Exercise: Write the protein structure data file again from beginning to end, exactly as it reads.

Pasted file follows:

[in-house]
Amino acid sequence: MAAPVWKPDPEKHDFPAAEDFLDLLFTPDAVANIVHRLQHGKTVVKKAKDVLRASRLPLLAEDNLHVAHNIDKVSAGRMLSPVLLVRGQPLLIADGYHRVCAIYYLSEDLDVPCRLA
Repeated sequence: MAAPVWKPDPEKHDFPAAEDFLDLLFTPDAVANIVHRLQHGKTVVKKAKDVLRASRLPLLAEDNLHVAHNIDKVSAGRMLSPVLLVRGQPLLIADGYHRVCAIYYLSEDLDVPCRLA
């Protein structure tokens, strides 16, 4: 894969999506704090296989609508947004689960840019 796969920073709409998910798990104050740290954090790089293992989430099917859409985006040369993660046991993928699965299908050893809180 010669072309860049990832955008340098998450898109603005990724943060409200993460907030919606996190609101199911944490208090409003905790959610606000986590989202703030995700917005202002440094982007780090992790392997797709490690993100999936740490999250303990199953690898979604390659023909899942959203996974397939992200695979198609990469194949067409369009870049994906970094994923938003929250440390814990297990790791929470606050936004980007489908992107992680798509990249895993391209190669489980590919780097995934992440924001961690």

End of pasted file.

[in-house]
Amino acid sequence: MAAPVWKPDPEKHDFPAAEDFLDLLFTPDAVANIVHRLQHGKTVVKKAKDVLRASRLPLLAEDNLHVAHNIDKVSAGRMLSPVLLVRGQPLLIADGYHRVCAIYYLSEDLDVPCRLA
Repeated sequence: MAAPVWKPDPEKHDFPAAEDFLDLLFTPDAVANIVHRLQHGKTVVKKAKDVLRASRLPLLAEDNLHVAHNIDKVSAGRMLSPVLLVRGQPLLIADGYHRVCAIYYLSEDLDVPCRLA
């Protein structure tokens, strides 16, 4: 894969999506704090296989609508947004689960840019 796969920073709409998910798990104050740290954090790089293992989430099917859409985006040369993660046991993928699965299908050893809180 010669072309860049990832955008340098998450898109603005990724943060409200993460907030919606996190609101199911944490208090409003905790959610606000986590989202703030995700917005202002440094982007780090992790392997797709490690993100999936740490999250303990199953690898979604390659023909899942959203996974397939992200695979198609990469194949067409369009870049994906970094994923938003929250440390814990297990790791929470606050936004980007489908992107992680798509990249895993391209190669489980590919780097995934992440924001961690």